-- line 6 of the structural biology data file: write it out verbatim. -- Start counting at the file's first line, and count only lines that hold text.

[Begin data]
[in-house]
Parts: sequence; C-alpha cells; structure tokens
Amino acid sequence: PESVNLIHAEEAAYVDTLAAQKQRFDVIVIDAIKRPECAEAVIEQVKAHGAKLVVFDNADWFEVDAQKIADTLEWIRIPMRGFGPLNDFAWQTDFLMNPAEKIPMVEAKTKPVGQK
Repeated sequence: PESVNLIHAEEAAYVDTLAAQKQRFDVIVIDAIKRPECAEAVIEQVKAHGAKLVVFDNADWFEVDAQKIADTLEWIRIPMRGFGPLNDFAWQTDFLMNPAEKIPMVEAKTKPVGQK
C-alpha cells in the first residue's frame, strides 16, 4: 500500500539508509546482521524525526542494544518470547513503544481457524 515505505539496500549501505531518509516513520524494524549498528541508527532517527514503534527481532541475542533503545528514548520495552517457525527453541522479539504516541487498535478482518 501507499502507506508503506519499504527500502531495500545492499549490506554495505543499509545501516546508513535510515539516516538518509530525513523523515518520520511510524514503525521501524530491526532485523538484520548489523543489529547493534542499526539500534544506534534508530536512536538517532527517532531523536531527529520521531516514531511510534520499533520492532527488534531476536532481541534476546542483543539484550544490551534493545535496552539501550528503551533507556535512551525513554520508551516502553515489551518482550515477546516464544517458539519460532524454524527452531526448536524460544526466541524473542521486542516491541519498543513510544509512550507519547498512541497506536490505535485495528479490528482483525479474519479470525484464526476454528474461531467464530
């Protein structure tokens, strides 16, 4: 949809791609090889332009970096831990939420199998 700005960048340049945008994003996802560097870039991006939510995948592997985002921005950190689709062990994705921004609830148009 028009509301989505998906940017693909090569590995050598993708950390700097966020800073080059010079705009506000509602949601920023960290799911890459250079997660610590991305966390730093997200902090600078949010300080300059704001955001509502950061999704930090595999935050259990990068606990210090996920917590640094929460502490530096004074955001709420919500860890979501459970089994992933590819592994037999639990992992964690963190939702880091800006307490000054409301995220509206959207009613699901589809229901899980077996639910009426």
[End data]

């Protein structure tokens, strides 16, 4: 949809791609090889332009970096831990939420199998 700005960048340049945008994003996802560097870039991006939510995948592997985002921005950190689709062990994705921004609830148009 028009509301989505998906940017693909090569590995050598993708950390700097966020800073080059010079705009506000509602949601920023960290799911890459250079997660610590991305966390730093997200902090600078949010300080300059704001955001509502950061999704930090595999935050259990990068606990210090996920917590640094929460502490530096004074955001709420919500860890979501459970089994992933590819592994037999639990992992964690963190939702880091800006307490000054409301995220509206959207009613699901589809229901899980077996639910009426």